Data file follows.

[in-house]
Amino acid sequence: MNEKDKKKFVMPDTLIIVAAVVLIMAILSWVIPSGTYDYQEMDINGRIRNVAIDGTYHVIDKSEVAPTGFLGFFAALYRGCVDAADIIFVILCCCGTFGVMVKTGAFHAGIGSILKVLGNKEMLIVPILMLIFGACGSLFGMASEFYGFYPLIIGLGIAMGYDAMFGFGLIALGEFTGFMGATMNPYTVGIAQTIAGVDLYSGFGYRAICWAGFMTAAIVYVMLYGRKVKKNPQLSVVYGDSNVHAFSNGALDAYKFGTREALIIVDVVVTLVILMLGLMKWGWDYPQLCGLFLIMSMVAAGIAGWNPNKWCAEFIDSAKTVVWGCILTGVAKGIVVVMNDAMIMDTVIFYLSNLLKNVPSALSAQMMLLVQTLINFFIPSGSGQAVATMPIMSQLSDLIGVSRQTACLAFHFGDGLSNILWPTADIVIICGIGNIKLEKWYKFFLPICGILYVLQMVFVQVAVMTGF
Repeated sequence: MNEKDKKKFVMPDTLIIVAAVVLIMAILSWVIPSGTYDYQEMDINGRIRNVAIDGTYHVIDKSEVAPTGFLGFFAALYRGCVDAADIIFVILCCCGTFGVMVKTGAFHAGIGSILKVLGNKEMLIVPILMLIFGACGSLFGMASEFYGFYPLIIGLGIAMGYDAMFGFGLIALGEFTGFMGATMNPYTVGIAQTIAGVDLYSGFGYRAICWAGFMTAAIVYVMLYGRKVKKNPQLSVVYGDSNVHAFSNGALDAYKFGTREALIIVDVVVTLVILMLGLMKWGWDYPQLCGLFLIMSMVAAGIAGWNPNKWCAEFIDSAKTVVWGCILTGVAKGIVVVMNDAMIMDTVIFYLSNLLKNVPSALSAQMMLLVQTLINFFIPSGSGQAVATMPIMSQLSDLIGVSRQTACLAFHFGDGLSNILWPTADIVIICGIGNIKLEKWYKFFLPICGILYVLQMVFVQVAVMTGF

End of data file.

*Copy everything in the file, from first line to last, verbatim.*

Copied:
[in-house]
Amino acid sequence: MNEKDKKKFVMPDTLIIVAAVVLIMAILSWVIPSGTYDYQEMDINGRIRNVAIDGTYHVIDKSEVAPTGFLGFFAALYRGCVDAADIIFVILCCCGTFGVMVKTGAFHAGIGSILKVLGNKEMLIVPILMLIFGACGSLFGMASEFYGFYPLIIGLGIAMGYDAMFGFGLIALGEFTGFMGATMNPYTVGIAQTIAGVDLYSGFGYRAICWAGFMTAAIVYVMLYGRKVKKNPQLSVVYGDSNVHAFSNGALDAYKFGTREALIIVDVVVTLVILMLGLMKWGWDYPQLCGLFLIMSMVAAGIAGWNPNKWCAEFIDSAKTVVWGCILTGVAKGIVVVMNDAMIMDTVIFYLSNLLKNVPSALSAQMMLLVQTLINFFIPSGSGQAVATMPIMSQLSDLIGVSRQTACLAFHFGDGLSNILWPTADIVIICGIGNIKLEKWYKFFLPICGILYVLQMVFVQVAVMTGF
Repeated sequence: MNEKDKKKFVMPDTLIIVAAVVLIMAILSWVIPSGTYDYQEMDINGRIRNVAIDGTYHVIDKSEVAPTGFLGFFAALYRGCVDAADIIFVILCCCGTFGVMVKTGAFHAGIGSILKVLGNKEMLIVPILMLIFGACGSLFGMASEFYGFYPLIIGLGIAMGYDAMFGFGLIALGEFTGFMGATMNPYTVGIAQTIAGVDLYSGFGYRAICWAGFMTAAIVYVMLYGRKVKKNPQLSVVYGDSNVHAFSNGALDAYKFGTREALIIVDVVVTLVILMLGLMKWGWDYPQLCGLFLIMSMVAAGIAGWNPNKWCAEFIDSAKTVVWGCILTGVAKGIVVVMNDAMIMDTVIFYLSNLLKNVPSALSAQMMLLVQTLINFFIPSGSGQAVATMPIMSQLSDLIGVSRQTACLAFHFGDGLSNILWPTADIVIICGIGNIKLEKWYKFFLPICGILYVLQMVFVQVAVMTGF